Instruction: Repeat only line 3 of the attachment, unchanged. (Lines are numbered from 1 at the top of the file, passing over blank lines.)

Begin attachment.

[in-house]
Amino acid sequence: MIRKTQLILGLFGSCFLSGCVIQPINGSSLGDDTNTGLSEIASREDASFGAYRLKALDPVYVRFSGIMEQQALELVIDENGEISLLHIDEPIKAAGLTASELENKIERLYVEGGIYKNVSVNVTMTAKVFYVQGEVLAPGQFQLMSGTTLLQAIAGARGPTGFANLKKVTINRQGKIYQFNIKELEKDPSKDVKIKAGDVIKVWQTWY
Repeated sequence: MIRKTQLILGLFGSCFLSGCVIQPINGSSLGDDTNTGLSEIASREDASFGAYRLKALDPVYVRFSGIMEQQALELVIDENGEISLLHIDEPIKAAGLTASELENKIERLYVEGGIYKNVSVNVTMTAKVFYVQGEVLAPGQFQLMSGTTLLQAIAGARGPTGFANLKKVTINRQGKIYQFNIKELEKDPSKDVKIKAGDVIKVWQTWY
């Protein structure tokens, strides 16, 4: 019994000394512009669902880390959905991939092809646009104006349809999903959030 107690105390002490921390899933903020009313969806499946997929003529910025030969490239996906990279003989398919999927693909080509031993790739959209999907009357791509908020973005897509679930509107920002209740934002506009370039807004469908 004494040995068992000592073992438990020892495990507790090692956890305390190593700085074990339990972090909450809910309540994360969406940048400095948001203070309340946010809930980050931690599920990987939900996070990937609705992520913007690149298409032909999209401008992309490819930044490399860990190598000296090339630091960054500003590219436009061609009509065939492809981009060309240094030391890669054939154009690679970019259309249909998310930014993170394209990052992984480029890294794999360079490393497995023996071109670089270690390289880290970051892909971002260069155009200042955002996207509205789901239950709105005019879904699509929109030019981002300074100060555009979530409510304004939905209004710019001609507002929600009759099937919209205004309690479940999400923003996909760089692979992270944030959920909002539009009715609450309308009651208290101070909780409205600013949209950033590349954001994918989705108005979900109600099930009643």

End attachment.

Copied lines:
Repeated sequence: MIRKTQLILGLFGSCFLSGCVIQPINGSSLGDDTNTGLSEIASREDASFGAYRLKALDPVYVRFSGIMEQQALELVIDENGEISLLHIDEPIKAAGLTASELENKIERLYVEGGIYKNVSVNVTMTAKVFYVQGEVLAPGQFQLMSGTTLLQAIAGARGPTGFANLKKVTINRQGKIYQFNIKELEKDPSKDVKIKAGDVIKVWQTWY